With its wild and windswept beauty, it was the perfect setting for Wuthering Heights’ story of doomed romance.
‘Make the moors never change and you and I never change,’ Cathy begs Heathcliff in a declaration of love for both him and the untamed landscape against which their passion is played out in Emily Brontë’s novel.
Now furious campaigners are echoing her cry for preservation with equal fervour as they battle plans to place four 328ft high turbines right next to a hugely popular tourist trail through the rugged moor which so inspired Emily.
The £12million scheme by private green energy firm Banks Renewables would see two turbines flanking each side of the Brontë Way on a stretch of the 43-mile footpath at Thornton Moor.
This is less than five miles from Howarth, the town in West Yorkshire where Emily, her literary sisters Charlotte and Anne and their brother Branwell lived.
The siblings all enjoyed the moor’s breathtaking views during their walks from the parsonage where they lived – and which is now a museum to them.
Sally McDonald, chairman of the Brontë Society which maintains the museum, has condemned the proposed wind farm as ‘skyline pollution in an area of international historical interest’.
She added: ‘These moors should continue undisturbed for generations to come and for the swathes of visitors from the UK and overseas drawn to Haworth and Yorkshire by their interest in the lives and works of the Brontës.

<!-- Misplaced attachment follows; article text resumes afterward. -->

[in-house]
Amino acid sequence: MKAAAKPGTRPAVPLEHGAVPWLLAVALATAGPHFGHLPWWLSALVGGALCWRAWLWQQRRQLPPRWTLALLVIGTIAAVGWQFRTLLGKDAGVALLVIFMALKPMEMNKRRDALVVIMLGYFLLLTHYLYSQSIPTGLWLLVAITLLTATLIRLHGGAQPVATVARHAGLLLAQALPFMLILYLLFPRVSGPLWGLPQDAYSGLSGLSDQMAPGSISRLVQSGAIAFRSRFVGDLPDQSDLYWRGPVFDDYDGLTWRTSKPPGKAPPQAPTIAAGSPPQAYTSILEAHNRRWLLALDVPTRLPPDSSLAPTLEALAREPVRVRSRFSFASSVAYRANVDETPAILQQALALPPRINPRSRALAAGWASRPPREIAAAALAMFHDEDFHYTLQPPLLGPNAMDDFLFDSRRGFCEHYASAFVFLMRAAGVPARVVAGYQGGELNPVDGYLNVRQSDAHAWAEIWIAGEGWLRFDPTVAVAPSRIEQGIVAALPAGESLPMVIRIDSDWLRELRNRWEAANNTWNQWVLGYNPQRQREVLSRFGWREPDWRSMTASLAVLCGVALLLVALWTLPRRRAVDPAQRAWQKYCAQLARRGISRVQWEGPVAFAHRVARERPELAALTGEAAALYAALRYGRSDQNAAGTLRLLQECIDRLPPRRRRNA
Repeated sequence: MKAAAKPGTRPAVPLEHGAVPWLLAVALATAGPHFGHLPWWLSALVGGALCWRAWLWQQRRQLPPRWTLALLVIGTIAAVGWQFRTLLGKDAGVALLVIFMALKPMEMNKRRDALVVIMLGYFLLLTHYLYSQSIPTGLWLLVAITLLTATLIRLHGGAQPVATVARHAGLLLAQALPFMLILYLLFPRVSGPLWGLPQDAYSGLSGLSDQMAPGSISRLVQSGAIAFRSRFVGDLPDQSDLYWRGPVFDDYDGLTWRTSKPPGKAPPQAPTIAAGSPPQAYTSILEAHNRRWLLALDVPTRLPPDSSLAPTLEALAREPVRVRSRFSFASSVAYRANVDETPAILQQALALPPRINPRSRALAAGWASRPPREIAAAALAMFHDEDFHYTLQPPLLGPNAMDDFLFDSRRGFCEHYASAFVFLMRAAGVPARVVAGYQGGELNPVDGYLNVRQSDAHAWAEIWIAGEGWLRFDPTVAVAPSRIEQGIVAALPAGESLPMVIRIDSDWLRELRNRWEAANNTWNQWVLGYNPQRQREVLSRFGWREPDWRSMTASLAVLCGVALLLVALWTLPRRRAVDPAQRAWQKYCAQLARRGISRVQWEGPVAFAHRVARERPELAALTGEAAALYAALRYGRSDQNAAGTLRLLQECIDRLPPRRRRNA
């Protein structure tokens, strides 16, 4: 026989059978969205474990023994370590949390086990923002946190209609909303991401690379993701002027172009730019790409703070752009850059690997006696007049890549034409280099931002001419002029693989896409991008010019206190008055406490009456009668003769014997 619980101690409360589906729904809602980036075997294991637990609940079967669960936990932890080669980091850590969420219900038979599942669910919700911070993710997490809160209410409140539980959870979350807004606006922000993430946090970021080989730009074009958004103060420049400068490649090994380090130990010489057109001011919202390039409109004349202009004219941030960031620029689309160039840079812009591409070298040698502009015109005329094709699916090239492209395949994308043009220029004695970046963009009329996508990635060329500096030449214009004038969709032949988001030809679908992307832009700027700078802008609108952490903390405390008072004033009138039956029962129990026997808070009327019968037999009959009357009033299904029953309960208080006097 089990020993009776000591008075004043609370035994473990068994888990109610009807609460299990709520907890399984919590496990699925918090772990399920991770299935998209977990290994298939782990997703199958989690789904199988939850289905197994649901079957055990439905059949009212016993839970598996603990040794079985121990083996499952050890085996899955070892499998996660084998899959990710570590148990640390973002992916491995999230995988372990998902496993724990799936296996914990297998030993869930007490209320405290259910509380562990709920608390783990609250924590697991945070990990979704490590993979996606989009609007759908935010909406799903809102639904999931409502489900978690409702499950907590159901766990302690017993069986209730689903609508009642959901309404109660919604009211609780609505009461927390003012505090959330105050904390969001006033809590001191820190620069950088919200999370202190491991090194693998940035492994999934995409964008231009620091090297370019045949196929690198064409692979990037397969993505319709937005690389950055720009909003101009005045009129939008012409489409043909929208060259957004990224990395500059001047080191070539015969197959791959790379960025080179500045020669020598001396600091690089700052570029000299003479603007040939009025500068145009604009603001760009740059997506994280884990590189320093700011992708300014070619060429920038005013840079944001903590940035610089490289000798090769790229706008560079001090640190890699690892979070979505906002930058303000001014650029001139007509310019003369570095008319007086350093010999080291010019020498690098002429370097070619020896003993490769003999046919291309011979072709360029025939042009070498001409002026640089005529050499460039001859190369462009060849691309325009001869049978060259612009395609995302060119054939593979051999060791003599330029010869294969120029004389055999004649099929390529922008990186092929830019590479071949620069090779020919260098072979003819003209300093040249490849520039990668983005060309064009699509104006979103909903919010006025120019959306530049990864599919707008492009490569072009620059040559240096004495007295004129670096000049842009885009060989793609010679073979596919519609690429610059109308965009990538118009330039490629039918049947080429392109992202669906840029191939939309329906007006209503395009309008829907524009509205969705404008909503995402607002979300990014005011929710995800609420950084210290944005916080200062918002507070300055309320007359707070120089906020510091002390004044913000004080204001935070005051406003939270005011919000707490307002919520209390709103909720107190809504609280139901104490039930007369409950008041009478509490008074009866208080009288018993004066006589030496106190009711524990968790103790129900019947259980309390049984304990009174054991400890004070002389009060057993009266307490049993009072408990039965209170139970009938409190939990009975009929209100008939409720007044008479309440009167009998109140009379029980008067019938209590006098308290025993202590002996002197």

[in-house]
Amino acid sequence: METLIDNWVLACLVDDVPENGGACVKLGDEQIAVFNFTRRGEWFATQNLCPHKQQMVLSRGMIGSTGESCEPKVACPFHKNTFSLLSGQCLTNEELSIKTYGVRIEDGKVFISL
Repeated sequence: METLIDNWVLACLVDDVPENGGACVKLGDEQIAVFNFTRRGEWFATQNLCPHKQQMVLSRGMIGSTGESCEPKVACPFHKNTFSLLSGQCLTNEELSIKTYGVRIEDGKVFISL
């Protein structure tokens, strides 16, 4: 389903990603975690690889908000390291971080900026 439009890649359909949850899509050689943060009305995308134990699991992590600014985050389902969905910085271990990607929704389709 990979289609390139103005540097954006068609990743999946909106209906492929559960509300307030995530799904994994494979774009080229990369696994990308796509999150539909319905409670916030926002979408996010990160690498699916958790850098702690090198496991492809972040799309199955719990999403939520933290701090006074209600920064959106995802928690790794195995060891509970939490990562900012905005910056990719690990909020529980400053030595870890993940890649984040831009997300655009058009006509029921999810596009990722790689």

‘The moorland hugely influenced the writing of all three sisters. Wuthering Heights was set in and around that area.’ She said the turbines would have a ‘huge visual impact’.
Councillors are due to vote on an application to install a data-gathering mast next week and objectors fear the full scheme could go to the planning committee by September and be built within 12 months.
Campaigners are also concerned that the wind farm will be less than 700 yards from the nearest homes in the tiny rural settlement of Denholme Gate, where 223 people, nearly all the residents, have signed a protest petition.
Mother-of-two Anthea Orchard, 34, chairman of the Thornton Moor Wind Farm Action Group, said: The damage to the landscape is going to be irreparable. It is behind a smoke screen of renewable energy.
‘We are also concerned about the impact on wildlife because of how close it is to the South Pennines Site of Special Scientific Interest.
Phil Dyke, of Banks Renewables, said the proposed scheme would produce enough electricity a year for up to 4,500 homes. ‘Developing sustainable, low-carbon energy is vital to all our futures,’ he added.
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